December 20, 2021
An assessment of the real-world emissions performance of a Bharat Stage VI truck and bus in India
A new study carried out by researchers from the International Council on Clean Transportation (ICCT) with testing partner HORIBA India is among the first to quantify the real-world emissions from Bharat Stage (BS) VI diesel vehicles. One truck and one bus were evaluated via in-use portable emissions measurement system (PEMS) testing and the study is released as standards and provisions for India's in-service conformity (ISC) tests for heavy-duty vehicles are being introduced for the first time with the BS VI regulation.
In addition to evaluating emissions based on Part IV of India's AIS 137 and the Euro VI-D and E provisions, researchers conducted a comprehensive, no-exclusions-based assessment at different engine loads and speeds. Both the truck and the bus were well under the limits for nitrogen oxide (NOx) emissions using the AIS provisions. When the Euro provisions were applied, however, the NOx emissions increased for both vehicles and more so for the bus, which showed emissions 1.75 to 2.2 times higher than the WHTC limit, depending on the test parameters.
"These results illustrate how the current AIS provisions could be improved, and it's important because a significant chunk of the NOx emissions are being generated under conditions that are not currently included when evaluating for compliance," said Bharadwaj Sathiamoorthy, an ICCT consultant researcher and the lead author of the study. "The more effective the testing is at capturing these, the better." While the NOx emissions from the truck were consistently lower than from the bus, the opposite was found for particle number (PN) emissions, and this is reflective of manufacturer calibration strategy. India's AIS requirements, which are not being phased in until April 2023, do not currently include a conformity factor for PN. "These results reinforce the importance of carefully monitoring and regulating both NOx and PN emissions in order to fully capitalize on the newly introduced emission control systems for BS VI vehicles," said Tim Dallmann, compliance and enforcement program lead at the ICCT.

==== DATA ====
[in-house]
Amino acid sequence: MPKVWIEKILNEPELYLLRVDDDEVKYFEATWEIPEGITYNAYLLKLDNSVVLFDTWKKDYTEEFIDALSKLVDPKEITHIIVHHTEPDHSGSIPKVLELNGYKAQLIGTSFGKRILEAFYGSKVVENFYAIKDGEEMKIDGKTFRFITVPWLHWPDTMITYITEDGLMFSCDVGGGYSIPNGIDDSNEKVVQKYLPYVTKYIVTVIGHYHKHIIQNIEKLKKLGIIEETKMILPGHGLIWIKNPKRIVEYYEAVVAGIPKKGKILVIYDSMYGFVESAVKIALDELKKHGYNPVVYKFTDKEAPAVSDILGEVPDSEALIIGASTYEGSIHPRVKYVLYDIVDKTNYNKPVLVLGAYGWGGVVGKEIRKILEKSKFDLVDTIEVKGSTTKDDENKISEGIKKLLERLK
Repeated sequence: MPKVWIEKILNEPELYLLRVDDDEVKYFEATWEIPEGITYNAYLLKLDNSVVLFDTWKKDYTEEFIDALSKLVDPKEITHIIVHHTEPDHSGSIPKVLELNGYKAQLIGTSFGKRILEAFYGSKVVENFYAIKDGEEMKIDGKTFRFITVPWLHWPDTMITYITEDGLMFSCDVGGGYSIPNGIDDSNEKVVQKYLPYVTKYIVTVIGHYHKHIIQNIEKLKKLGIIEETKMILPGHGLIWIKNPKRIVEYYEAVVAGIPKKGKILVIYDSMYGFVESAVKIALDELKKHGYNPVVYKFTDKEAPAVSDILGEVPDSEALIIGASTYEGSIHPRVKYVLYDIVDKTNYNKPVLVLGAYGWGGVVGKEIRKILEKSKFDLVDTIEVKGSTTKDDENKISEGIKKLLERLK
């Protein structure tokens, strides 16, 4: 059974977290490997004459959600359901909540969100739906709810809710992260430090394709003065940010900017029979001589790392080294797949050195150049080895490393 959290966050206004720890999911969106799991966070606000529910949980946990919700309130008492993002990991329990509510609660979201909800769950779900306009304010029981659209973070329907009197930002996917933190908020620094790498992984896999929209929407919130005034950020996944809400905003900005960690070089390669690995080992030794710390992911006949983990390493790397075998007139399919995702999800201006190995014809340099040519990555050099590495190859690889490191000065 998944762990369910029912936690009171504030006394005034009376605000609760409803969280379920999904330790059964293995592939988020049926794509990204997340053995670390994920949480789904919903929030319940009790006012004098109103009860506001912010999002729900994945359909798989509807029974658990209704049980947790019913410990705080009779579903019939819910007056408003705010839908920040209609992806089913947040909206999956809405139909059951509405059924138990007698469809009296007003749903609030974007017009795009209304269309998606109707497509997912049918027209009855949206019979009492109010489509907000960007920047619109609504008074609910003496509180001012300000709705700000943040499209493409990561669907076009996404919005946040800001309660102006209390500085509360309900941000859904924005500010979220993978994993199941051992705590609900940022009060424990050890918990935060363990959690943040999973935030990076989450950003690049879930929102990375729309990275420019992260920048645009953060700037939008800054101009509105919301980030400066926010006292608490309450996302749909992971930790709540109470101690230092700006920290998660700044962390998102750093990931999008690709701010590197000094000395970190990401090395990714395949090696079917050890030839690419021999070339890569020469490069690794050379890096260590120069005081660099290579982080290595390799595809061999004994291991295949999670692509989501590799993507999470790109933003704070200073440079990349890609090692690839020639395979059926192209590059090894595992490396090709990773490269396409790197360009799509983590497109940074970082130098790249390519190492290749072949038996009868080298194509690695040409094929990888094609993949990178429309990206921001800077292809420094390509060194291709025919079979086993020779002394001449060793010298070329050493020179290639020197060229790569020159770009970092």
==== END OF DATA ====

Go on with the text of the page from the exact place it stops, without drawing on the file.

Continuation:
Additionally, while the latest Euro provisions are found to be better overall than the AIS provisions in terms of real-world emissions accountability, the Euro provisions still do not effectively capture performance during cold start and urban operations. "For India's ISC testing to capture all emissions from real-world driving, they could be amended by lowering the power threshold to 5%, including all cold-start emissions, and increasing the percentile for data evaluations to 100%," said Sathiamoorthy.
A window-based analysis based on raw data without any weighting factors and where each window was equal to 1xWHTC work also showed substantial differences in performance between the truck and bus. The cold NOx from the bus was, on average, twice as much as the cold NOx from the truck. However, average cold NOx emissions from the truck were nearly five times higher than average NOx from the rest of the cycle. Average cold PN emissions from the bus were roughly three to ten times higher than average PN compared to the rest of the cycle. Another important factor that influenced NOx and PN emissions was engine load. Elevated PN emissions were observed as engine load on the truck remained low, below 20%, and elevated NOx emissions were observed from the bus when engine load was below 10%.
More information: Working paper: theicct.org/sites/default/file … king-paper-dec21.pdf